What to believe?
Dan at SqueakLand.org
Wed Jun 27 17:27:23 UTC 2007
>On Jun 27, 2007, at 9:14 , Blake wrote:
>>On Tue, 26 Jun 2007 23:54:39 -0700, Bert Freudenberg <bert at freudenbergs.de> wrote:
>>>"ifTrue: aBlock" is short-hand for "ifTrue: trueBlock ifFalse: ". The value of an empty block is nil by definition. That's why True and False must return nil in #ifFalse: and #ifTrue:, respectively.
>>So, lint is in this case un-short-handing.
>Right. As Andreas points out it is conceivable that some Smalltalk would redefine the meaning so this would be more portable, and it might be considered more readable because it spells out the other case explicitly, leaving no one to wonder about the return value.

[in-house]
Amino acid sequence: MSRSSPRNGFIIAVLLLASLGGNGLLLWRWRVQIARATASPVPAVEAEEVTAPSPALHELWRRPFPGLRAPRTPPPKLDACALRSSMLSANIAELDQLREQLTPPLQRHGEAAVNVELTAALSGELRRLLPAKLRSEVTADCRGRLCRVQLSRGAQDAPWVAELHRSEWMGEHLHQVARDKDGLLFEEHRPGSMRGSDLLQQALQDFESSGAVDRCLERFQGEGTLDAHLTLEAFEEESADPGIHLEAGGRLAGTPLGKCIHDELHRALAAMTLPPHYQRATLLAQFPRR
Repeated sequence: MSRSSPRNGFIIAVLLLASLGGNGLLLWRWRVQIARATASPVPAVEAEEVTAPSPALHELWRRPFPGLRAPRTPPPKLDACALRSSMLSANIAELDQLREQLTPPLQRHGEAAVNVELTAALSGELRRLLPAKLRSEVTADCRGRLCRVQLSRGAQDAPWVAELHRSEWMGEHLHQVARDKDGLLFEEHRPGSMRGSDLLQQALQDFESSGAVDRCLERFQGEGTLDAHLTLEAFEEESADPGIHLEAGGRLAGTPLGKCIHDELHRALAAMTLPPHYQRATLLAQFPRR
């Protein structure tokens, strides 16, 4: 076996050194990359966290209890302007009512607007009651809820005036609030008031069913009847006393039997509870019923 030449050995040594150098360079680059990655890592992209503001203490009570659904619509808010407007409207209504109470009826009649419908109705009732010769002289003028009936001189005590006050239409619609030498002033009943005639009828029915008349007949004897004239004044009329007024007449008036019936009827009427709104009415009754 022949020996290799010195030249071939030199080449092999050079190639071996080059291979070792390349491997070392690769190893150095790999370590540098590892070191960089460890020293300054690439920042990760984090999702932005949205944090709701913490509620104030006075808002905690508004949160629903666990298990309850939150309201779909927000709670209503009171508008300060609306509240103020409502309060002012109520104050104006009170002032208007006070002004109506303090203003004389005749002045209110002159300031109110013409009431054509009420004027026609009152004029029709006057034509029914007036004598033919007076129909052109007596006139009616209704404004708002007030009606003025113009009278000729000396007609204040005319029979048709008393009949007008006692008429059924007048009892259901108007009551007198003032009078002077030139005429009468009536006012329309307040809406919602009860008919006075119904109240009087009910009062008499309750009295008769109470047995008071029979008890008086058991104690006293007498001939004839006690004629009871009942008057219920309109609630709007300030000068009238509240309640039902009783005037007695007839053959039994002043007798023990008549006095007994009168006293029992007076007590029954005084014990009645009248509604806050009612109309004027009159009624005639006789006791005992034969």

I may be the one responsible for the shorthand here (but memory does not serve in this case). In any event, I'll add that I agree with the lint point of view that any of these paired expressions should include the nil branch when evaluated for value (as in assignments, as arguments, and as return values). The decompiler can recognize these cases, so I'd certainly agree with modifying the decompiler accordingly. When only evaluated for effect, the shorthand is not only simpler, but it invariably matches the program as originally written, so that should be retained.
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